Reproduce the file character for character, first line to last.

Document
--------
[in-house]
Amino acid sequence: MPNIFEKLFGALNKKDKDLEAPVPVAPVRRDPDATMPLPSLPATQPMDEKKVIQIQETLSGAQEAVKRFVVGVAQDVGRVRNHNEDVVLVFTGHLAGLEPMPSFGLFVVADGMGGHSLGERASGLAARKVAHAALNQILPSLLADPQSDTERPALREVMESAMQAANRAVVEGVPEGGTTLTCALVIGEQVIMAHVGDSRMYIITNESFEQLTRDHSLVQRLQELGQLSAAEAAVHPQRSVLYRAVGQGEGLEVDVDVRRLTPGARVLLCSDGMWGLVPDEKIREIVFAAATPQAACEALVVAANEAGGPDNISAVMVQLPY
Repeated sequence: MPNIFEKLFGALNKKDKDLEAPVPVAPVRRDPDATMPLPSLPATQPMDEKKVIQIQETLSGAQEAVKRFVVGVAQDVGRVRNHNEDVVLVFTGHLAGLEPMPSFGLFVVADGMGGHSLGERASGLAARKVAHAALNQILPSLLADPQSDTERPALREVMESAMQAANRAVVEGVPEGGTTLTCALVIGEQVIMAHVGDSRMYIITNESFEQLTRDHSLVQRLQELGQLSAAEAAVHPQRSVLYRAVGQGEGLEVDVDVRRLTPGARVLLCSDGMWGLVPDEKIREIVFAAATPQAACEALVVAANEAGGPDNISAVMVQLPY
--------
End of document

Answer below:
[in-house]
Amino acid sequence: MPNIFEKLFGALNKKDKDLEAPVPVAPVRRDPDATMPLPSLPATQPMDEKKVIQIQETLSGAQEAVKRFVVGVAQDVGRVRNHNEDVVLVFTGHLAGLEPMPSFGLFVVADGMGGHSLGERASGLAARKVAHAALNQILPSLLADPQSDTERPALREVMESAMQAANRAVVEGVPEGGTTLTCALVIGEQVIMAHVGDSRMYIITNESFEQLTRDHSLVQRLQELGQLSAAEAAVHPQRSVLYRAVGQGEGLEVDVDVRRLTPGARVLLCSDGMWGLVPDEKIREIVFAAATPQAACEALVVAANEAGGPDNISAVMVQLPY
Repeated sequence: MPNIFEKLFGALNKKDKDLEAPVPVAPVRRDPDATMPLPSLPATQPMDEKKVIQIQETLSGAQEAVKRFVVGVAQDVGRVRNHNEDVVLVFTGHLAGLEPMPSFGLFVVADGMGGHSLGERASGLAARKVAHAALNQILPSLLADPQSDTERPALREVMESAMQAANRAVVEGVPEGGTTLTCALVIGEQVIMAHVGDSRMYIITNESFEQLTRDHSLVQRLQELGQLSAAEAAVHPQRSVLYRAVGQGEGLEVDVDVRRLTPGARVLLCSDGMWGLVPDEKIREIVFAAATPQAACEALVVAANEAGGPDNISAVMVQLPY